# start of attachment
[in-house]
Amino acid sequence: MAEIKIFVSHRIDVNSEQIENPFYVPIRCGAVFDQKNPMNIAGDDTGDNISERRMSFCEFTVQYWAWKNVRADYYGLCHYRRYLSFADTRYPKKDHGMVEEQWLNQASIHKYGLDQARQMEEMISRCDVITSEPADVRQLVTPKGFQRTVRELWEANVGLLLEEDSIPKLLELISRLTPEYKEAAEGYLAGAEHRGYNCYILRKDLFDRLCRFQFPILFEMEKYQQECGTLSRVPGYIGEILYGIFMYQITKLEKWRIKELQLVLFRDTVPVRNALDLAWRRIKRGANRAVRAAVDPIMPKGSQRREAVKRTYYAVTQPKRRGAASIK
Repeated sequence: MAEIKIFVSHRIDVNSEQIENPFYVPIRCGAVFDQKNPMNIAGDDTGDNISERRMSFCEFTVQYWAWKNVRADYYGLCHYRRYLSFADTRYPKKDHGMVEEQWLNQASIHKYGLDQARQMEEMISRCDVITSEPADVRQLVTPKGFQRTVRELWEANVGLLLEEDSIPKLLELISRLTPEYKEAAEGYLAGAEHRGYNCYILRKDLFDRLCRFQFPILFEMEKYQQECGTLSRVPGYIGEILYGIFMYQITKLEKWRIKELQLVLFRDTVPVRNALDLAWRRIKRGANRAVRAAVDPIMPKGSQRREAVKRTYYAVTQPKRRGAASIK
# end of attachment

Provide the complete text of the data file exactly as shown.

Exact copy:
[in-house]
Amino acid sequence: MAEIKIFVSHRIDVNSEQIENPFYVPIRCGAVFDQKNPMNIAGDDTGDNISERRMSFCEFTVQYWAWKNVRADYYGLCHYRRYLSFADTRYPKKDHGMVEEQWLNQASIHKYGLDQARQMEEMISRCDVITSEPADVRQLVTPKGFQRTVRELWEANVGLLLEEDSIPKLLELISRLTPEYKEAAEGYLAGAEHRGYNCYILRKDLFDRLCRFQFPILFEMEKYQQECGTLSRVPGYIGEILYGIFMYQITKLEKWRIKELQLVLFRDTVPVRNALDLAWRRIKRGANRAVRAAVDPIMPKGSQRREAVKRTYYAVTQPKRRGAASIK
Repeated sequence: MAEIKIFVSHRIDVNSEQIENPFYVPIRCGAVFDQKNPMNIAGDDTGDNISERRMSFCEFTVQYWAWKNVRADYYGLCHYRRYLSFADTRYPKKDHGMVEEQWLNQASIHKYGLDQARQMEEMISRCDVITSEPADVRQLVTPKGFQRTVRELWEANVGLLLEEDSIPKLLELISRLTPEYKEAAEGYLAGAEHRGYNCYILRKDLFDRLCRFQFPILFEMEKYQQECGTLSRVPGYIGEILYGIFMYQITKLEKWRIKELQLVLFRDTVPVRNALDLAWRRIKRGANRAVRAAVDPIMPKGSQRREAVKRTYYAVTQPKRRGAASIK